Background: Despite the lack of scientific data, many cancer patients hold the belief that glucose 'feeds' cancer and might affect disease outcome. We aimed to evaluate associations between glucose, hemoglobin A1C (HbA1C), and survival among individuals with diabetes and diabetes associated cancers.
Methods: Five retrospective cohort studies were conducted in a large population-representative database. The study population included all patients with diabetes and an incident diagnosis of colorectal, breast, bladder, pancreatic and prostate cancers. Exposure of interest was serum glucose or HbA1C levels within 6 months prior to cancer diagnosis. Cox regression model was used to calculate hazard-ratio (HR) and 95% confidence-interval (CI) for overall survival. Analyses were adjusted for cancer-specific confounders. A subgroup analysis was performed among insulin-treated patients.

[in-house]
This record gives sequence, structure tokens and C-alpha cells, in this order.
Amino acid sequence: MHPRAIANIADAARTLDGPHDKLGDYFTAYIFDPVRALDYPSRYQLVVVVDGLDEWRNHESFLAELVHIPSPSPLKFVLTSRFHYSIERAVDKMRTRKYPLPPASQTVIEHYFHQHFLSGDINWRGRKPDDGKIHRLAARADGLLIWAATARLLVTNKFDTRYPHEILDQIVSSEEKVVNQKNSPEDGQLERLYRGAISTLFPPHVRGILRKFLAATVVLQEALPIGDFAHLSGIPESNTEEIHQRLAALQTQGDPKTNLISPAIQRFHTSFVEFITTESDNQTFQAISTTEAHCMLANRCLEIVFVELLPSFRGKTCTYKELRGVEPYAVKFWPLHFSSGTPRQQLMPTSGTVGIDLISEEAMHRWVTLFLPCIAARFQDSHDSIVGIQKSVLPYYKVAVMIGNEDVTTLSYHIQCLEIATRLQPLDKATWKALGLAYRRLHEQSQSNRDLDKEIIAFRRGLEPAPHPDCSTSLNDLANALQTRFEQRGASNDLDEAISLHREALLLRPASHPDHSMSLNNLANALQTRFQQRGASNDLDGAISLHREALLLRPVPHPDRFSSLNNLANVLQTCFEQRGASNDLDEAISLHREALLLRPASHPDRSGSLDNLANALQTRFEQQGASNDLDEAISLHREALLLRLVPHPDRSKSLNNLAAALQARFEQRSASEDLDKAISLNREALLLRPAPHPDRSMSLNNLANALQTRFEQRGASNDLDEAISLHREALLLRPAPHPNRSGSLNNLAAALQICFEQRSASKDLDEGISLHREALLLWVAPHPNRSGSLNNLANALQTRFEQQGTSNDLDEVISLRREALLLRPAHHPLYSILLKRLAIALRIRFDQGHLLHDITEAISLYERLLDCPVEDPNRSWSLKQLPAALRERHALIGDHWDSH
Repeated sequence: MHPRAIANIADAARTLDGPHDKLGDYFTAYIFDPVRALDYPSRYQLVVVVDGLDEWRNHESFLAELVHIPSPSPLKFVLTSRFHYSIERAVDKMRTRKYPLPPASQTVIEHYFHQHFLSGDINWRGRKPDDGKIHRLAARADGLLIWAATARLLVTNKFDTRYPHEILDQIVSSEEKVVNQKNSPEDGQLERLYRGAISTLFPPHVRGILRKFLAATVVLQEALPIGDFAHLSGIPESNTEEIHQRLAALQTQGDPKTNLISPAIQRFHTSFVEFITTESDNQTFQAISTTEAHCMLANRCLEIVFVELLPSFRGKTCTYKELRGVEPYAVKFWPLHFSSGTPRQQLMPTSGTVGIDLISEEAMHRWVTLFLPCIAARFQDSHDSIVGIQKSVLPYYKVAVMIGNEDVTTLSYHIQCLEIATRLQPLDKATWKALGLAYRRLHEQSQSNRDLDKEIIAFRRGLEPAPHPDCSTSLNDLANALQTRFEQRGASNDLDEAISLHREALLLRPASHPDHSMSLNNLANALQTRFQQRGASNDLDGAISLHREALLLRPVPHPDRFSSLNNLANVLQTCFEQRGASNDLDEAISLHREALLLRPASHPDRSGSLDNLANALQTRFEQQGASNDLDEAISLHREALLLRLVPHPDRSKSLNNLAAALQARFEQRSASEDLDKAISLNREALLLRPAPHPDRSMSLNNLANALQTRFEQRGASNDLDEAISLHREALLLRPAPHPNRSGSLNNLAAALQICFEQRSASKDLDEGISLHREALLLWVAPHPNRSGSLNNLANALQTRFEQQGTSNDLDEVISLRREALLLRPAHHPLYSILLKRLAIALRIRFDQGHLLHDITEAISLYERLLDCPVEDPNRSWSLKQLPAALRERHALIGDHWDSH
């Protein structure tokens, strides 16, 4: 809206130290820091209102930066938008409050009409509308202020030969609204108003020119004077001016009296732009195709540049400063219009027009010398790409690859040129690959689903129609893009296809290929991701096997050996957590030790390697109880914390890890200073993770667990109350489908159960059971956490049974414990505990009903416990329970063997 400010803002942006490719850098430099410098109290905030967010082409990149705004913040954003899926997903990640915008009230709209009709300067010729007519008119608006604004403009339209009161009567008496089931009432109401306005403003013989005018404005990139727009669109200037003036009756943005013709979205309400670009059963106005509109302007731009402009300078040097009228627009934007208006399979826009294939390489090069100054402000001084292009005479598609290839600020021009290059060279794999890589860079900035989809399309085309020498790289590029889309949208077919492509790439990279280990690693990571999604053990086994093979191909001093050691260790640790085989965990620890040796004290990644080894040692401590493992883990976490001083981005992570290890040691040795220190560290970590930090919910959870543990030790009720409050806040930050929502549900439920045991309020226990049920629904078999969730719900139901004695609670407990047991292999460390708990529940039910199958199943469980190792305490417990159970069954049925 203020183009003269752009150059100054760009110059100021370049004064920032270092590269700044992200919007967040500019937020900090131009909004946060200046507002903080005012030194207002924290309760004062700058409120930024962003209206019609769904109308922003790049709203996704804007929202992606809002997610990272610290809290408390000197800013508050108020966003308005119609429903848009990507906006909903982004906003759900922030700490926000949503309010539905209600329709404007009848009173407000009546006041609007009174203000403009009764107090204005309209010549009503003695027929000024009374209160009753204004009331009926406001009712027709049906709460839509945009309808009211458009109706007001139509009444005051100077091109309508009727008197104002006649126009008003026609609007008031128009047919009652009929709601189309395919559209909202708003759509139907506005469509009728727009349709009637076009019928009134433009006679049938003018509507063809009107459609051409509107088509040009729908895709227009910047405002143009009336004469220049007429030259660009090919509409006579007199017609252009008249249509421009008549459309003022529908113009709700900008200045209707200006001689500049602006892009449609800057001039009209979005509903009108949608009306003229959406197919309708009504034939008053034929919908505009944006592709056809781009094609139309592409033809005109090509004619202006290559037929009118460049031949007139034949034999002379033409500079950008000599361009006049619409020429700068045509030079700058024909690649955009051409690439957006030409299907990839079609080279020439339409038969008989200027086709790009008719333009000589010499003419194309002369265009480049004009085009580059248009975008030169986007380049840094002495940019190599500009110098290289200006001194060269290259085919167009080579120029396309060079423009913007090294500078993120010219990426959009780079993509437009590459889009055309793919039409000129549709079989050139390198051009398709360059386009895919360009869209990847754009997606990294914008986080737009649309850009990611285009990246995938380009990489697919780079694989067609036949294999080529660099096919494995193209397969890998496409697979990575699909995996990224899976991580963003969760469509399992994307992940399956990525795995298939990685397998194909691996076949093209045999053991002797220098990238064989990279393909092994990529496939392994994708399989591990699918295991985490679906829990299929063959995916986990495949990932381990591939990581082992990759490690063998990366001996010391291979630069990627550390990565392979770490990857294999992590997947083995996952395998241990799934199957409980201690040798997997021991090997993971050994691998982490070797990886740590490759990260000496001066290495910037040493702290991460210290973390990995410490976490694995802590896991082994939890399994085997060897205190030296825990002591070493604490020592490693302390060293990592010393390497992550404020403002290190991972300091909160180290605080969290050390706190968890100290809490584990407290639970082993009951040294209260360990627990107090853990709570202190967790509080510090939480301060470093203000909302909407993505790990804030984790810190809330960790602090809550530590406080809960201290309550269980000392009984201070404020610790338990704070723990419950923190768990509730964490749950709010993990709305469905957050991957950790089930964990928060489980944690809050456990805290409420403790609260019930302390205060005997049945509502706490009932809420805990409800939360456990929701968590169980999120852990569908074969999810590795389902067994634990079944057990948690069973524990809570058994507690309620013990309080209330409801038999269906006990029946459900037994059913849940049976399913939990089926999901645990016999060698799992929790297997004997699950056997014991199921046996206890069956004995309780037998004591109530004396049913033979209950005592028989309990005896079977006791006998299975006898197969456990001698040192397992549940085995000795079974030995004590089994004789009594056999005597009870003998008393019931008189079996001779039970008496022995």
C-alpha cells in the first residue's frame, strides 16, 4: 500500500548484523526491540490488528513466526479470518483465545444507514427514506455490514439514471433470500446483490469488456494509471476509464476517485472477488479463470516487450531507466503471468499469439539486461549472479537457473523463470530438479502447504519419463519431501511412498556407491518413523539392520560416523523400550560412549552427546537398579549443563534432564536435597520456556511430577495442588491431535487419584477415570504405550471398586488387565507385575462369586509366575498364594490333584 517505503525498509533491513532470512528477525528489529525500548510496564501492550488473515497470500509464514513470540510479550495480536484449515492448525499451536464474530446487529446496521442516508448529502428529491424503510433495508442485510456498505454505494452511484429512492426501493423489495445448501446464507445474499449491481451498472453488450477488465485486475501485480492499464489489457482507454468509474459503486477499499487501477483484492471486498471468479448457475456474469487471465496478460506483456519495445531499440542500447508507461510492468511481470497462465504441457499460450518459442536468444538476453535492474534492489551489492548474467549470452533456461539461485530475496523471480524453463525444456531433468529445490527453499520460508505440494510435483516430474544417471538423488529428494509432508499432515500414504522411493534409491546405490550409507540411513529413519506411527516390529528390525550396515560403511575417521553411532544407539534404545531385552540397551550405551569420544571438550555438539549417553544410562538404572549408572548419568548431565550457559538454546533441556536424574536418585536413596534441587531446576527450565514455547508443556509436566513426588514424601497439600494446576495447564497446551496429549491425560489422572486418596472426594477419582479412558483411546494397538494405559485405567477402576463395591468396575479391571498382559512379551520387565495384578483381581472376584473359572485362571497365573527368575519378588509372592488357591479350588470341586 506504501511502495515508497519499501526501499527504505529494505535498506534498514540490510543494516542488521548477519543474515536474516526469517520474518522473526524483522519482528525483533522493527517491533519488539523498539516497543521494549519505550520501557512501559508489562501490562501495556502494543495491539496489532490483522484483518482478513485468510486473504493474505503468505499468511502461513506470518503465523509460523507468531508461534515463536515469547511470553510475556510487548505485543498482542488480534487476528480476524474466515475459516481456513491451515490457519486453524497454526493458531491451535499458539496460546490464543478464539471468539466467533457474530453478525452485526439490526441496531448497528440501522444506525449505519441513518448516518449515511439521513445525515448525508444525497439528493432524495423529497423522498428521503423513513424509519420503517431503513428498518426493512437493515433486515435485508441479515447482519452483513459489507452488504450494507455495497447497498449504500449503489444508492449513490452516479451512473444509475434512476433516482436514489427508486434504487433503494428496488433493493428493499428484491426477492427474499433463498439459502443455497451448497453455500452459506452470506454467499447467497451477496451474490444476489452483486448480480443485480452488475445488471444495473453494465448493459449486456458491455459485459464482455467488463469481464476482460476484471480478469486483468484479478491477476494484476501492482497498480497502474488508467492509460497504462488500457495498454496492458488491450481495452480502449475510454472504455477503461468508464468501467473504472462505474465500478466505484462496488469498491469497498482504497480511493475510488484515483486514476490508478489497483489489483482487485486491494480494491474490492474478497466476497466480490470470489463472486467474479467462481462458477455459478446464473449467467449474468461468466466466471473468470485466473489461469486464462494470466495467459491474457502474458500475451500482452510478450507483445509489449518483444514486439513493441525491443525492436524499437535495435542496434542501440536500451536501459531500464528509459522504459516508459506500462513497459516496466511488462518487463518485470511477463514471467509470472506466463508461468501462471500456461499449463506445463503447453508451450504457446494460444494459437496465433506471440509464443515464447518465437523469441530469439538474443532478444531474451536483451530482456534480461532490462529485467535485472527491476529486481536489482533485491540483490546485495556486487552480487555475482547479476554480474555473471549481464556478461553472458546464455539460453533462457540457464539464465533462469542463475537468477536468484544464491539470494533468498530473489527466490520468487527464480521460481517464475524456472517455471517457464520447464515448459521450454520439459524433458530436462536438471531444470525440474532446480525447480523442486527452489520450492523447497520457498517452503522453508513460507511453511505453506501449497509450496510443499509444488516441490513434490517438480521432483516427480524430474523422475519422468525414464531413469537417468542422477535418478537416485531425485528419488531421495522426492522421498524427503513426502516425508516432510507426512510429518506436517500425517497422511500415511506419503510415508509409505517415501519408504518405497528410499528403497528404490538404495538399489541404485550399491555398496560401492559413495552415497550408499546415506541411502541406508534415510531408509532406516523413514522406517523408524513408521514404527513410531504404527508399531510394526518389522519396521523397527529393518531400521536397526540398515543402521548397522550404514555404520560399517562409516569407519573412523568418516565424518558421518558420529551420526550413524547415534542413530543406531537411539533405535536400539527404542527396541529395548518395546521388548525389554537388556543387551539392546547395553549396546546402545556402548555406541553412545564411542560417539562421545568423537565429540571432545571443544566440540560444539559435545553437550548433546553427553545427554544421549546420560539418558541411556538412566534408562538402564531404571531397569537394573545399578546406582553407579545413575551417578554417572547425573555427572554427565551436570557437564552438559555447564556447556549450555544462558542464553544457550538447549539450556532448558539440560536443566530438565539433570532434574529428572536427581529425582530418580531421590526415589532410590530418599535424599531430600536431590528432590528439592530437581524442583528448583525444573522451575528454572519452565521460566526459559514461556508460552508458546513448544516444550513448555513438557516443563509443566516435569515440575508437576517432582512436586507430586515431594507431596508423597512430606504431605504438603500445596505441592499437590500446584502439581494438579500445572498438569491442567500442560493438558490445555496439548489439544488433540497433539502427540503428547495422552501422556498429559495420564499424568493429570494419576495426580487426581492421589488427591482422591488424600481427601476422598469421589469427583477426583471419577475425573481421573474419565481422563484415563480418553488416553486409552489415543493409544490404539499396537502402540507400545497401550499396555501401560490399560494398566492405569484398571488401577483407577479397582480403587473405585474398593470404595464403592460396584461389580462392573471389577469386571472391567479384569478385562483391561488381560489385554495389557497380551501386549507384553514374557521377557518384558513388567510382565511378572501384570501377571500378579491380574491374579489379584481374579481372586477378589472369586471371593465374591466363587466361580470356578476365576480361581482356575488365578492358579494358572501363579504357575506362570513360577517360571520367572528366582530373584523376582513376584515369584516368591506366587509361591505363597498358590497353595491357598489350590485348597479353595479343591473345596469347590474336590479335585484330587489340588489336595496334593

Results: Study cohorts included 7916 individuals with incident cancers and concurrent diabetes. There was no association between HbA1C levels and overall survival in colorectal (HR 1.00, 95% CI 0.95-1.06), breast (HR 1.03, 95% CI 0.95-1.11), bladder (HR 0.94, 95% CI 0.86-1.01), pancreatic (HR 0.98, 95% CI 0.94-1.02), or prostate (HR 1.02, 95% CI 0.96-1.08) cancers. Among diabetes patients treated with insulin, there was increased survival with increasing serum glucose, most prominent for bladder cancer (HR 0.91, 95% CI 0.84-0.99, per 1 mmol/l increase).
Conclusions: Higher glucose and HbA1C levels in diabetes patients with incident cancer are not associated with worse overall survival following cancer diagnosis. Among insulin-treated patients, higher glucose levels may be associated with improved survival.
Keywords: Cancer; Diabetes; Glucose; HbA1C; Insulin; Survival.
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